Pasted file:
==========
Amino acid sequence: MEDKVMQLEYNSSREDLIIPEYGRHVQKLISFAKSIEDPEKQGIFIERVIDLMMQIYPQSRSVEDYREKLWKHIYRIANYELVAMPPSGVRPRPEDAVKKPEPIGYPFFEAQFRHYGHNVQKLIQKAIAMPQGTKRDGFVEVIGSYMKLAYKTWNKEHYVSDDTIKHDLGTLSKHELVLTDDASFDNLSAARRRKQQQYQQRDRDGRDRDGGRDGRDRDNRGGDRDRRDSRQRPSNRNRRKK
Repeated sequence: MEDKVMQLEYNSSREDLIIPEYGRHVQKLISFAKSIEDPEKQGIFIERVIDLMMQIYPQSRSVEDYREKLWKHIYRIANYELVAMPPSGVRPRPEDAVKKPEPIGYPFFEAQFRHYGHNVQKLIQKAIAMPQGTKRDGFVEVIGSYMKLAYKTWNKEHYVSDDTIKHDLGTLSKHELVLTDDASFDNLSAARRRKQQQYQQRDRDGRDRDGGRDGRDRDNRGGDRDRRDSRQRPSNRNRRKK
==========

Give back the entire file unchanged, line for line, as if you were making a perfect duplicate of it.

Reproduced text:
Amino acid sequence: MEDKVMQLEYNSSREDLIIPEYGRHVQKLISFAKSIEDPEKQGIFIERVIDLMMQIYPQSRSVEDYREKLWKHIYRIANYELVAMPPSGVRPRPEDAVKKPEPIGYPFFEAQFRHYGHNVQKLIQKAIAMPQGTKRDGFVEVIGSYMKLAYKTWNKEHYVSDDTIKHDLGTLSKHELVLTDDASFDNLSAARRRKQQQYQQRDRDGRDRDGGRDGRDRDNRGGDRDRRDSRQRPSNRNRRKK
Repeated sequence: MEDKVMQLEYNSSREDLIIPEYGRHVQKLISFAKSIEDPEKQGIFIERVIDLMMQIYPQSRSVEDYREKLWKHIYRIANYELVAMPPSGVRPRPEDAVKKPEPIGYPFFEAQFRHYGHNVQKLIQKAIAMPQGTKRDGFVEVIGSYMKLAYKTWNKEHYVSDDTIKHDLGTLSKHELVLTDDASFDNLSAARRRKQQQYQQRDRDGRDRDGGRDGRDRDNRGGDRDRRDSRQRPSNRNRRKK